English test scores in Ohio back to pre-pandemic levels; but math isn’t yet, report says

Ohio State report found more achievement among white, Asian suburban students.

Ohio’s language arts test scores have returned to pre-pandemic levels, but math scores have not made the same progress, according to a new report that looks at state student test scores from third to 10th grade.

The Ohio Department of Education and Ohio State University study also found there is more improvement in test scores among younger students than high school students, better scores in suburban districts than urban ones and more gains in achievement among Asian and white students than among Black and Hispanic students.

The report is meant to be a broad picture of the state of education achievement in Ohio, according to Ohio State professor Vladimir Kogan, who has been creating reports on test scores for the last three years.

Kogan said the increased scores in language arts could be because Ohio has been focused on improving student reading with Ohio Gov. Mike DeWine’s initiative on the science of reading, which backs evidence-based curriculum using research on how the brain learns to read.

DeWine advocated for additional funds to be put into the recently passed budget for this rollout. The result was $86 million for educator professional development, $64 million for curriculum and instructional materials and $18 million for literacy coaches.

“I don’t know if there’s a cause and effect relationship there,” Kogan said. “But again, it could reflect kind of the prioritization at the state level that we’ve put on reading.”

Math scores have remained stubbornly lower than English scores, though math scores have improved since 2020 levels. Elementary kids have smaller gaps compared to pre-pandemic in math than middle school kids.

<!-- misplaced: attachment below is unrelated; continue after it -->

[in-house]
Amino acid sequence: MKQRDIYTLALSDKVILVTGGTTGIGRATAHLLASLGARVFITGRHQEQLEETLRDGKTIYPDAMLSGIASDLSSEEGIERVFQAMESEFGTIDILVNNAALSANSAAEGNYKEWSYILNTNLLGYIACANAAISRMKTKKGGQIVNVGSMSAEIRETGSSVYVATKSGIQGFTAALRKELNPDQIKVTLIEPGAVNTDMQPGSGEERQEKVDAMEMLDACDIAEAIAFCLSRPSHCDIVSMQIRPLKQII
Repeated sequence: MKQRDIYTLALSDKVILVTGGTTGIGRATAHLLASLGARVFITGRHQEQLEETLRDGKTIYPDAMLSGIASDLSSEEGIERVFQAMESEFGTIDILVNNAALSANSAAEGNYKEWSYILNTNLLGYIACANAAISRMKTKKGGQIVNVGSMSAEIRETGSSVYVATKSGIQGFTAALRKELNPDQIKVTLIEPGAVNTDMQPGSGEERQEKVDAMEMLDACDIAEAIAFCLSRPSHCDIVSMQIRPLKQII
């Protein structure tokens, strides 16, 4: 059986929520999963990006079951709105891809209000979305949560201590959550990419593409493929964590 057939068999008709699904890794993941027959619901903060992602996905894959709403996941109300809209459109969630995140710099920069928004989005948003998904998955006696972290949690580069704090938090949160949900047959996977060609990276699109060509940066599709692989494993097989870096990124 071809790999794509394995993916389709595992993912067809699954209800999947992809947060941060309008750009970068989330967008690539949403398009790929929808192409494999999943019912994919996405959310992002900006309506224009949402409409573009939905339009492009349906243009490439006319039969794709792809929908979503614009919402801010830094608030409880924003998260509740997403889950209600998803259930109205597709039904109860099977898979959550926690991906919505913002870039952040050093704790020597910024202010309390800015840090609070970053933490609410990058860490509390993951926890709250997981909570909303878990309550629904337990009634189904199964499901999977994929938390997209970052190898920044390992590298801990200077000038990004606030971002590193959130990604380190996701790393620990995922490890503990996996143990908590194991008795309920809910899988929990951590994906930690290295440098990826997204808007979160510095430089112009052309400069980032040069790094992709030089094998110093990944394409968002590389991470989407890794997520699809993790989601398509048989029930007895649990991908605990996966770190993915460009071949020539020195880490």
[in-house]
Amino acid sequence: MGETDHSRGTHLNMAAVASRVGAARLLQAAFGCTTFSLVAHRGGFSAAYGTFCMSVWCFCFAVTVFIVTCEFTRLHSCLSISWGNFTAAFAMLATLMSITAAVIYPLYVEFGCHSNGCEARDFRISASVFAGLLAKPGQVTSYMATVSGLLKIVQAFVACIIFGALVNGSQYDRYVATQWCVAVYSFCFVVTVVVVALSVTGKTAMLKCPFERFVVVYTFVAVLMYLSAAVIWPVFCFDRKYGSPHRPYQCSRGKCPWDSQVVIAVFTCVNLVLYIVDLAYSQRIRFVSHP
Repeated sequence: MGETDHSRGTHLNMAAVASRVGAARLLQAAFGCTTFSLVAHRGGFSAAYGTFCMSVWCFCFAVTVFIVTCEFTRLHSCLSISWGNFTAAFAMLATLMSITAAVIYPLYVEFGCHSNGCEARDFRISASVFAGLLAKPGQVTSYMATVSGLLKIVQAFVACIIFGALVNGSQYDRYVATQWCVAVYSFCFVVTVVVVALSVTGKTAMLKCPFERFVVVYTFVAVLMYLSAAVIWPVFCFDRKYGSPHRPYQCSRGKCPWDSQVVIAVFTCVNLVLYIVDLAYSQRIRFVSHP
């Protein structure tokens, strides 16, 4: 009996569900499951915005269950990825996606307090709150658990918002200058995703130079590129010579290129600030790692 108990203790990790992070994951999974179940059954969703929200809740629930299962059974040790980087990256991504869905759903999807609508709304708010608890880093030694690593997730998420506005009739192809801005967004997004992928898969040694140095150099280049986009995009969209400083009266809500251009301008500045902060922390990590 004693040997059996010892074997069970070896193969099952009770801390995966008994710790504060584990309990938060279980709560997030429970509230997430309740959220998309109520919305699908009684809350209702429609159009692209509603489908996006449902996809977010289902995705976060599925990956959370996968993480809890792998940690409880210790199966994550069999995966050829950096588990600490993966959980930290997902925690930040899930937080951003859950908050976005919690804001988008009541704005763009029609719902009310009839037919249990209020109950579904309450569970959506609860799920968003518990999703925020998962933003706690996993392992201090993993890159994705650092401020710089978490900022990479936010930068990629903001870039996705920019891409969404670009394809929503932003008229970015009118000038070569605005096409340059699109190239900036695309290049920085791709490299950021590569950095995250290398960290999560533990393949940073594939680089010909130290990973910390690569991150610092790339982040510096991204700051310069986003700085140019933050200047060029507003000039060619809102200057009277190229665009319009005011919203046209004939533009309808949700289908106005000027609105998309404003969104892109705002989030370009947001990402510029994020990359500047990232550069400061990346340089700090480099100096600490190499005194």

Kogan said the state should be focusing on what the data shows are shortfalls, like the smaller gains in math scores than reading and data that shows older students are struggling to catch up more than younger students.

“Younger students have caught up more than older students, which I think is concerning because older students have less time left,” before graduation, Kogan said.

He noted there’s also a lot of variation district to district in test score improvements. Some of the suburban schools are almost entirely recovered, while urban districts are still behind.

“One of the most concerning things is that the districts that fell behind the most initially have not caught up faster,” Kogan said. “They’re still the most behind.”

Aaron Churchill, Ohio research director for the Fordham Institute, an education think tank, said students might have fallen behind in math because math builds on itself, so a student who lost instruction in fractions might be struggling in Algebra 1.

He suggested policy makers look at ways to help students, though he acknowledged there is not as much data to point to how to teach kids math in the same way there is to teach kids reading.

But repeating previous learning through tutoring and instruction may help, he suggested.

“I do think there needs to be some focus on math in particular,” Churchill said.

The state has invested $26 million in tutoring for six vendors who can provide services at no cost to schools, and invested in an online math tutoring platform, Zearn, that all Ohio students in grades 6-8 will have access at no cost through June 30, 2025.

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